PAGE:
Defending Goldman

After listening to the TV chatterheads talk about the SEC’s Complaint against Goldman Sachs the past few days, I decided to do something rather novel. I read the Complaint. And I must say, I’m not overly impressed. Lots of folks are asking: Is this the end of Goldman? Not based on these charges.

If you haven’t read the Complaint, it is basically as follows:

 John Paulson runs a hedge fund. He’s the kingpin. And he thinks the housing market is getting ready to tank and that when it tanks it will make lots of institutional bond holders real sick. And he wants to make a big bet against these big institutional bond holders. He wants to spread this sickness. So he asks Goldman if they have any of that sweet drug (toxic mortgages) that others will buy and that will make them sick. Goldman says: “No but we think we know where we can get you some.” So they go find a dealer (ACA). Paulson wants Goldman to get the dealer to bundle up some of this bad stuff and sell it to these institutional bond holders. They have to be careful about the dealer they choose. They need a dealer who will put together bad stuff, but believe it is good stuff and represent to the junkies that it is good stuff. 

So this dealer (ACA) is not really like other dealers.This dealer is a little sketchy. But this dealer is going to go out and pick and choose some stuff for the users. The dealer has been doing this for a long time and probably has a pretty good idea of what is good and what is bad. In fact, the dealer represents that it’s real good at picking out what is good and bad stuff. Goldman and Paulson help the dealer pick out the stuff but don’t tell the dealer that they’re actually not using the stuff themselves. In fact they are betting that this stuff will cause great sickness. And they will profit. 

And these users (the institutional investors) are not your typical street junkies. These are sophisticated users. You might say they have a PhD in pharmacology and they know what this stuff can do to you. So even though a little research would indicate that this stuff is bad, these junkies want to buy it anyway. They’re addicted.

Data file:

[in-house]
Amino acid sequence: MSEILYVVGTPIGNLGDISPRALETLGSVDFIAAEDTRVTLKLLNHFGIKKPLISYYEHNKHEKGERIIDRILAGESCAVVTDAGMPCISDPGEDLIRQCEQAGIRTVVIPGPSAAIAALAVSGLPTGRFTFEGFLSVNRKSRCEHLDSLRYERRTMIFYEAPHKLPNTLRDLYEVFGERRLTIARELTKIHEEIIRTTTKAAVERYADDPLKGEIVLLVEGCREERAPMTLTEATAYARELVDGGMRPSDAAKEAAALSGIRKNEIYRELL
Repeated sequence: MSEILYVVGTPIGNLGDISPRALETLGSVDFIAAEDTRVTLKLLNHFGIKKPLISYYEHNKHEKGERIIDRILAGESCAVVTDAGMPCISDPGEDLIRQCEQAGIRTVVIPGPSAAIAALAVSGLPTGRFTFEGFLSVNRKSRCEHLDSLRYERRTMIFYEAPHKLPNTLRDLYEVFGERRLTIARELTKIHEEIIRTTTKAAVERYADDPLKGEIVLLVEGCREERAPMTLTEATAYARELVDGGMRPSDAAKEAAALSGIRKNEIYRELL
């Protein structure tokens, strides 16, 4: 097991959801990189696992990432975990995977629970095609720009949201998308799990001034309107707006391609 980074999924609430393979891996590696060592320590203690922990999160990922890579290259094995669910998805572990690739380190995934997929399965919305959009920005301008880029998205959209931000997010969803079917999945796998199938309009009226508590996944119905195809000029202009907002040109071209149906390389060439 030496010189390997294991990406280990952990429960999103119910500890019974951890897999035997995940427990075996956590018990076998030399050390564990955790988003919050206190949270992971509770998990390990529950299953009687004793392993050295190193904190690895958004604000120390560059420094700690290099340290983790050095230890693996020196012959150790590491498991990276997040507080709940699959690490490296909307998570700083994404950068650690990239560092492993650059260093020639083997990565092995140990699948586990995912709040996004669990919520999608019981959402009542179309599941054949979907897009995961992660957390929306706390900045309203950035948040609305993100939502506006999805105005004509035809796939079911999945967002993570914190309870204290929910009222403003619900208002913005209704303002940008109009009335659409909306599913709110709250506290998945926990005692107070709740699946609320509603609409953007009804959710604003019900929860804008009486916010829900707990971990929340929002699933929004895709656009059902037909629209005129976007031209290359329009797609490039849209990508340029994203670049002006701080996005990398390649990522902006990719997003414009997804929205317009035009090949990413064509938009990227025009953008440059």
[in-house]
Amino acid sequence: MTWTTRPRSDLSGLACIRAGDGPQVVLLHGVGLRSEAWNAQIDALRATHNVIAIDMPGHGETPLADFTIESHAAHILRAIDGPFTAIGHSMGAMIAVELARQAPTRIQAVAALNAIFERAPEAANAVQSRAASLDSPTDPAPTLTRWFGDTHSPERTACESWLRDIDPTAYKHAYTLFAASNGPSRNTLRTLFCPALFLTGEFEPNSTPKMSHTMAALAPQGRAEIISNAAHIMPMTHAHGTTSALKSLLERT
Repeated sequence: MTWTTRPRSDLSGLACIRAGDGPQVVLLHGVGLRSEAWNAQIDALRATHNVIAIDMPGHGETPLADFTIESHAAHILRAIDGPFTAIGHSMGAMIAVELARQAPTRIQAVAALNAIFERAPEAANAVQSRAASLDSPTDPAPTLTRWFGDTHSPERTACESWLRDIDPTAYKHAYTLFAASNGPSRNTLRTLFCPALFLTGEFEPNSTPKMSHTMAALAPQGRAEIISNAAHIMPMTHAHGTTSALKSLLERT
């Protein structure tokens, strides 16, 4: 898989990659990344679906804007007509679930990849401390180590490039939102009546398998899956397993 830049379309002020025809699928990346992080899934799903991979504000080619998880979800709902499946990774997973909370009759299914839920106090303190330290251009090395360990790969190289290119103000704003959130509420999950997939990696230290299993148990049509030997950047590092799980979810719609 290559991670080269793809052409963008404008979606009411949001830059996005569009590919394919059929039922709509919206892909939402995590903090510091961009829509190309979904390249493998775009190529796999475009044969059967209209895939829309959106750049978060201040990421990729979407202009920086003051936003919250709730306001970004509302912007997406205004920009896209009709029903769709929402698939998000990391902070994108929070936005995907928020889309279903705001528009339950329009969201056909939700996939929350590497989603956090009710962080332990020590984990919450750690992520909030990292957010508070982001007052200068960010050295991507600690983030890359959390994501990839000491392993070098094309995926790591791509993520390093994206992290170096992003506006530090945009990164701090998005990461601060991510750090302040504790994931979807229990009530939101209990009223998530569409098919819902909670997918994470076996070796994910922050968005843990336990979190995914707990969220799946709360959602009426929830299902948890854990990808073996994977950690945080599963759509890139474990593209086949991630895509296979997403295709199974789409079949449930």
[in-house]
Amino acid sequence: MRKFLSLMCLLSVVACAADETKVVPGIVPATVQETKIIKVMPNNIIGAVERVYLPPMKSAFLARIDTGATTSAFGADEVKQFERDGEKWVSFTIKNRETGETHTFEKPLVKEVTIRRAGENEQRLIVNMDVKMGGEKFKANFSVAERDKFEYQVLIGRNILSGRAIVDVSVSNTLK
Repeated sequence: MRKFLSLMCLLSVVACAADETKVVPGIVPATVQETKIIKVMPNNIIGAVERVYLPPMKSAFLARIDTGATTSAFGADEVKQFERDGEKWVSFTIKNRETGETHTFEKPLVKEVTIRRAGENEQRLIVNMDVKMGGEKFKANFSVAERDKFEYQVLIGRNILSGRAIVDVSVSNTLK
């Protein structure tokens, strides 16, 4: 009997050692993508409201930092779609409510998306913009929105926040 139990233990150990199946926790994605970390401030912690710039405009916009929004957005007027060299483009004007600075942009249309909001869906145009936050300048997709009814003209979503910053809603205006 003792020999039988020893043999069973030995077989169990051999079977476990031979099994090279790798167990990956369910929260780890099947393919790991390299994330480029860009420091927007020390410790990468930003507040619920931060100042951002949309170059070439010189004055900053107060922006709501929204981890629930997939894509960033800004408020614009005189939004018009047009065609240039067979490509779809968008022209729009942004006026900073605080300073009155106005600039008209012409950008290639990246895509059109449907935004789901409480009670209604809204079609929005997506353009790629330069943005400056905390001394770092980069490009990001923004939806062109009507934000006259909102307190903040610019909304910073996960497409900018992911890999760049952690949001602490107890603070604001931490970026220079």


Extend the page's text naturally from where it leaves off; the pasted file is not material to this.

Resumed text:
And that’s what happens. The stuff the dealer finds (and represents is good) is actually toxic and it makes the junkies (ie institutional investors/big banks) real sick (not to mention pissed). Paulson makes a cool billion. Goldman makes about $15 million. Chump change for Goldman.

But Goldman is not the dealer; it’s not the junkie; it’s not the kingpin; it’s not really even the pusher. It’s sort of the pusher’s helper.

If I were defending Goldman I’d offer the following advice:  First everyone needs to take a powder. These are civil charges. Noone is going to jail. I am dumbfounded at the misconception held by so many people (even some of the “experts” on tv) that jail time may be involved. Sheesh.

This is just about the money. As an old guard Texas lawyer told me in my first mediation years ago when I got all bowed up: “Son I don’t want your wife or your life. I just want your money.” And noone does money better than Goldman. One of the remedies sought by the SEC is a disgorgement of profits. Blankfein could go to the SEC this week and negotiate a settlement. Get this off the front pages. Tell the press they didn’t do anything wrong but they just want to close this chapter in their history. Hell,  they’ll spend $15 million in litigation fees in 2 months.

Then again, it’s tough to advise Goldman to cut a deal because these charges are so defensible (and it may open them up to some difficult “admissions” in other civil cases depending on the type of arrangement they make).

 Here is my bullet point defense.

-Point to the empty chair. Curiously, the SEC did not name Paulson or ACA in the case. That is always problematic. Juries do not like empty chairs. Goldman will make ACA and Paulson look like Simon Lagree and Hitler before this is over. The SEC should have employed a different strategy- one that is akin to a lame sports analogy. Tackle everyone in the backfield and let the jury figure out which one has the football.

-This sh*# is complicated. Make it even more complicated. RMBS, CDO, CDS, XYZ-PDQ, TGIF, WTF. You get the picture. Only the most sophisticated dealers and users play in this playground. If you can’t run with the big dogs, stay on the porch.

-Everyone was doing it. Why are we the ones being singled out? This is monday morning quarterbacking in the worst way.

-It’s political. President Obama announced a crackdown on derivatives and other exotic financial arrangements around the same time this Complaint was filed. Coincidence?

-It’s a victimless “crime”. Who lost their shirt? Ralph and Shirley Mudge? Nope. Big banks. Juries don’t give a rat’s ass about a big bank losing money.

Or if that fails Goldman can use the same defense used in the clip below. It’s a classic.


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